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Last year, independent game studio Double Fine crowdfunded a fun, little adventure game.
Today, that game is no longer little, and that’s proving problematic.
The Double Fine Adventure Kickstarter raised $3.3 million, vastly exceeding its $400,000 goal and opening up a bevy of new possibilities for the game. Lead game designer Tim Schafer was thrilled — too thrilled, perhaps.
“Even though we received much more money from our Kickstarter than we, or anybody anticipated, that didn’t stop me from getting excited and designing a game so big that it would need even more money,” wrote Schafer in a message to Kickstarter backers Tuesday.
“I think I just have an idea in my head about how big an adventure game should be, so it’s hard for me to design one that’s much smaller than Grim Fandango or Full Throttle,” Schafer continued. “There’s just a certain amount of scope needed to create a complex puzzle space and to develop a real story. At least with my brain, there is.”
Schafer and his team originally pegged Double Fine Adventure as an October 2012 release. Recently, when they reevaluated the timeline, considering the game’s revised scope, it looked like it might not arrive until late 2014, or even 2015. The game was vastly over budget, too, despite its initial $3 million surplus. The studio plans to use excess cash from sales of its other games to help bridge the funding gap, but apparently that won't be sufficient.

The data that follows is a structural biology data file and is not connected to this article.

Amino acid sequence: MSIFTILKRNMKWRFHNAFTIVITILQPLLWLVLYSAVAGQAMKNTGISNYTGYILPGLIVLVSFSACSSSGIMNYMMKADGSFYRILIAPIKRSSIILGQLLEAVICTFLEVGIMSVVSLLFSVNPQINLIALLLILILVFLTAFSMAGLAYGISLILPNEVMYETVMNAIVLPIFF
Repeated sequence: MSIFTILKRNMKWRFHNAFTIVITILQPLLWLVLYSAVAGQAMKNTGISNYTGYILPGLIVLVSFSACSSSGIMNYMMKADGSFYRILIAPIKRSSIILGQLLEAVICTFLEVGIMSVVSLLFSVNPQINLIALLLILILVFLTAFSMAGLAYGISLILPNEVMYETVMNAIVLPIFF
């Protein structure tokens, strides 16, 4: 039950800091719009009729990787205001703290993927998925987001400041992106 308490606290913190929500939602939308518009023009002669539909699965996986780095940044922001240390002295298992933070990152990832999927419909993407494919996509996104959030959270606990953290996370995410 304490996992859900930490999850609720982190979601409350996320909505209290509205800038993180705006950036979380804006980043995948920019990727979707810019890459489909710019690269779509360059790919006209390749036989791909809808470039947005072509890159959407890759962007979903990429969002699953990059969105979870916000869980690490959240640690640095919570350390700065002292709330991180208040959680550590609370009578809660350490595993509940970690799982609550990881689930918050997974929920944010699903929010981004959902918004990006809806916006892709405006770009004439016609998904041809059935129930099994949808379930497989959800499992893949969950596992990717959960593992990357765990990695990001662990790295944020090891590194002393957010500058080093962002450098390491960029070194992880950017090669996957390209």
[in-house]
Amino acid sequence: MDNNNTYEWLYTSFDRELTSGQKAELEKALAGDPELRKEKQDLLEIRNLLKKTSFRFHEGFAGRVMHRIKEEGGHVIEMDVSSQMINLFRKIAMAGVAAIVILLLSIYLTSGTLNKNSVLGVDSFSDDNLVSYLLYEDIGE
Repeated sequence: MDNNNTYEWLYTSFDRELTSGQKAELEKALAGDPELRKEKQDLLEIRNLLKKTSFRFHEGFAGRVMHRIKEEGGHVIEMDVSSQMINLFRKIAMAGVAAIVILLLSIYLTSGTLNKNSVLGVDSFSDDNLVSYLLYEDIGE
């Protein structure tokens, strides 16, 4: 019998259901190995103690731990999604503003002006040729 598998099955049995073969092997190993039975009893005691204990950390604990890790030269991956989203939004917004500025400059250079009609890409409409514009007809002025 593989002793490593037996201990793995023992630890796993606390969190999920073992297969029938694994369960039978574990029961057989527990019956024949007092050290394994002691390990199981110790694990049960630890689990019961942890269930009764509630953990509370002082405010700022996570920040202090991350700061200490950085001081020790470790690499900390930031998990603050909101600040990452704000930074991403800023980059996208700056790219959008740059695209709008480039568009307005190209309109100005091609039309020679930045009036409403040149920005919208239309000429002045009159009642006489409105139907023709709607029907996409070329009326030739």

To combat both problems — temporal and financial — Schafer decided to split the game in two.
Broken Age, as the game is now called, will arrive in two parts. Double Fine plans to release the first half in January 2014 through Steam Early Access, a feature of the Steam game distribution platform that allows developers to sell unfinished content. Using money generated from those early sales, Double Fine will finish the game and release the second half as a free update “a few months down the road.”
The delay is a disappointing (if not hugely surprising) turn of events for one of Kickstarter’s major success stories. Naturally, some backers have expressed exasperation with Double Fine, but others are standing by Schafer’s studio.
“I’m not terribly disappointed,” said Nolan Filter, a backer of the Kickstarter campaign and game designer at Ogmento. “It is a little bit weird that [Double Fine] raised so much money and then needed even more money, but as long as I get to play the game eventually, then I’m fine with it.”
Double Fine just wrapped up a separate Kickstarter campaign for a tactical strategy game called Massive Chalice. The crowdfunding campaign closed last Thursday after raising $1.23 million from more then 31,000 backers, surpassing its $725,000 goal. Massive Chalice is expected to launch September 2014 — fingers crossed.
Check out a teaser trailer for Broken Age below.